Hello, kindred spirit!
I hope you are having a wonderful day today. I’m Tricia, your sensitive and creative business coach and I am so, so grateful that you’re here. Whether you’re listening in your car, at home, while you’re working, while you’re walking…I do not take your presence here for granted.
It has been SO rewarding to see the response from the first few episodes of the podcast! If you haven’t checked them out, please make sure and go back. I wanted to feature my first podcast review, I was so excited when it came in. This review is by Ashley:
A great listen for highly sensitive entrepreneurs
Thank you for being a voice for us HSP business owners and encouraging us to be more of ourself instead of trying to fit the mold! Looking forward to hearing more.
Ahh thank you Ashley! I can’t thank you enough for listening and for taking the time to write a review. I know how busy y’all are, so when you take a minute to support the podcast, I notice and you, know, cry a little.
It’s not business, it’s personal!
So speaking of personal, today’s episode is a little special because I’m diving into a bit of my personal story.
When I decided to finally start this podcast, I came in with the intention that I wanted to be as authentic as possible, because authenticity can be so hard to find in the business world. I want each and every one of you to know that you are not alone. Your story is completely unique, but our underlying struggles are so similar. Especially as sensitives.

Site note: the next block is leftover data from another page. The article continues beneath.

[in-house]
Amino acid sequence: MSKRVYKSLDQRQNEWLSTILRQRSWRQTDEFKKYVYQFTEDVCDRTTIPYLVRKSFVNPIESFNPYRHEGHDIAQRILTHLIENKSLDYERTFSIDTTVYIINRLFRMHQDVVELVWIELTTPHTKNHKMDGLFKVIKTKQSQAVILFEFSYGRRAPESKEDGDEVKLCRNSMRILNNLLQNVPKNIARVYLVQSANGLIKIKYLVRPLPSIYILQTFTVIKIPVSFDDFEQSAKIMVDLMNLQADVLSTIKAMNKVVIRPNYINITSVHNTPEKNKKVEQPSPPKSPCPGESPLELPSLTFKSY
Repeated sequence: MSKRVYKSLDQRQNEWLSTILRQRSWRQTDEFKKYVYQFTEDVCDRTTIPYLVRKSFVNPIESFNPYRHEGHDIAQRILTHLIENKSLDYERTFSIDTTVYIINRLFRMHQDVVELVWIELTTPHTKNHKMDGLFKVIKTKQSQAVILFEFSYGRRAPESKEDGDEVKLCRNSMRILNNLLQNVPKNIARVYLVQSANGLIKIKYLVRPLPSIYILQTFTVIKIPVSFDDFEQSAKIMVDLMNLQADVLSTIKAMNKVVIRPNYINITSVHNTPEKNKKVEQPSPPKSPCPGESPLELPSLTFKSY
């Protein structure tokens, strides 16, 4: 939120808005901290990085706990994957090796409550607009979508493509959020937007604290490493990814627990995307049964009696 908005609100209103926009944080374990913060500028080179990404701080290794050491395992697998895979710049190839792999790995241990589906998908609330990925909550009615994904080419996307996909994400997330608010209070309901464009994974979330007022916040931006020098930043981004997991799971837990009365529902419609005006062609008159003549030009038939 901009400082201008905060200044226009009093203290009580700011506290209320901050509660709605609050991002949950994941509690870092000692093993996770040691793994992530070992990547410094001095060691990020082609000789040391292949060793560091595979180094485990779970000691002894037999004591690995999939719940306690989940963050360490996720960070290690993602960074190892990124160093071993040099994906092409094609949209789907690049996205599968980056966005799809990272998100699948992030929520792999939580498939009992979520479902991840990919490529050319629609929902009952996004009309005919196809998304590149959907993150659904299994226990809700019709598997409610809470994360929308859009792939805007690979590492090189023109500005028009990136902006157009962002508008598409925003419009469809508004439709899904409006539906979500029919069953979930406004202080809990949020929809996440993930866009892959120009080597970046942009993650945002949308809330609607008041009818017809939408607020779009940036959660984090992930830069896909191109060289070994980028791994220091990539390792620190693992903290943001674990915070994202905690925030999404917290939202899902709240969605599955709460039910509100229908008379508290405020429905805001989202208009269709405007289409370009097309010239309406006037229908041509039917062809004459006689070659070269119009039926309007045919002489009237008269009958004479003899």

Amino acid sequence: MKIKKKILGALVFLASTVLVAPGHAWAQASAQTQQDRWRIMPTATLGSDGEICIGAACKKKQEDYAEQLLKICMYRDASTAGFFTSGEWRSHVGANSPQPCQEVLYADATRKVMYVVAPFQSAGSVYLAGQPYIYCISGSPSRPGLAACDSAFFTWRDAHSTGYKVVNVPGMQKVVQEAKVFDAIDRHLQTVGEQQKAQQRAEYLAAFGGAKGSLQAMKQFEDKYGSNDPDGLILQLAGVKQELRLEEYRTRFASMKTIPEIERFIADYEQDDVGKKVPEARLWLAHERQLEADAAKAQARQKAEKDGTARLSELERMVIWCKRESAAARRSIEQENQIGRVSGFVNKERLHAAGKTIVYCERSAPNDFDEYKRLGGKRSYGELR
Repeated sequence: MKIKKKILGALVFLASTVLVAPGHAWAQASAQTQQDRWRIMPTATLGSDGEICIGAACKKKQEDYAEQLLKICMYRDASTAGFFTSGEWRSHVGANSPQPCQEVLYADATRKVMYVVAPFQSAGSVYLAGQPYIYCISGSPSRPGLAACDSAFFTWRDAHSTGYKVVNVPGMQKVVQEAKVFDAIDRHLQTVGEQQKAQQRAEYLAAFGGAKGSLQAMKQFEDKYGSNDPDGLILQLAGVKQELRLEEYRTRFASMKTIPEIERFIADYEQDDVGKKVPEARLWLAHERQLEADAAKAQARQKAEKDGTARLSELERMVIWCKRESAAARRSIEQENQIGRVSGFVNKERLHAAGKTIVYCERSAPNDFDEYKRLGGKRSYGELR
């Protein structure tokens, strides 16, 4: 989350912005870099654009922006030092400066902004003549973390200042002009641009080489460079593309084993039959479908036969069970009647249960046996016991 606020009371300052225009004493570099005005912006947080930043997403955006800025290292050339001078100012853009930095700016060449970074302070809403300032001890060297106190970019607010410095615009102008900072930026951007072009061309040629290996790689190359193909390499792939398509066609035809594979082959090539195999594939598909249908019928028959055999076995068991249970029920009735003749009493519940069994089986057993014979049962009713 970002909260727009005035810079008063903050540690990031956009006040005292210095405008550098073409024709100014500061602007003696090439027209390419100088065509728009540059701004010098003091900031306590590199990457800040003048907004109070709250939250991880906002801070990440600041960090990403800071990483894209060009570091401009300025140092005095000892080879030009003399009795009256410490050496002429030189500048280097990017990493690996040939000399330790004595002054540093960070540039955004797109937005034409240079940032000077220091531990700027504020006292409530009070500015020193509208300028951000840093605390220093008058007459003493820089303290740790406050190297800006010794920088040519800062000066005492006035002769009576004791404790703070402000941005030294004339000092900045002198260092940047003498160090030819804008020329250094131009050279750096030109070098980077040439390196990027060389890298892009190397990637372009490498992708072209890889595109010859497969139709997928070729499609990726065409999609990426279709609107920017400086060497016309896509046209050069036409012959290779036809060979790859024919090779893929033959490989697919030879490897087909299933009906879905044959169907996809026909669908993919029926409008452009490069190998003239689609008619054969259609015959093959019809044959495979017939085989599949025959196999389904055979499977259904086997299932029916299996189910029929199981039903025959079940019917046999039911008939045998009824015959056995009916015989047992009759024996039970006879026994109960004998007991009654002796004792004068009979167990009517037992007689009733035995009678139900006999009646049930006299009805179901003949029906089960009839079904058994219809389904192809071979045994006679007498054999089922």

I’ve gotten braver about sharing my story over the past year, and I’ve seen what a difference it makes in the way others relate. By being vulnerable first, we give others the permission to be vulnerable back. Like we talked about in the last episode, Episode 2: The Secret to Business, business is all about connection over attention. The more real we are when we share, the more real our connections with others will be.
That doesn’t mean that putting myself out there hasn’t been scary and nerve racking. I felt a huge vulnerability hangover (that’s a Brene Brown term) after releasing the first 2 episodes, it took a lot more out of me than I was anticipating.
And this episode specifically, obviously, is the scariest so far. I have probably rewritten this episode 12 times and recorded it 5 times, and after this recording, the one I’m doing right now, I’m calling it. This is it. I’m working on letting go of perfection and getting it out there, thinking about anyone who really needs to hear my story.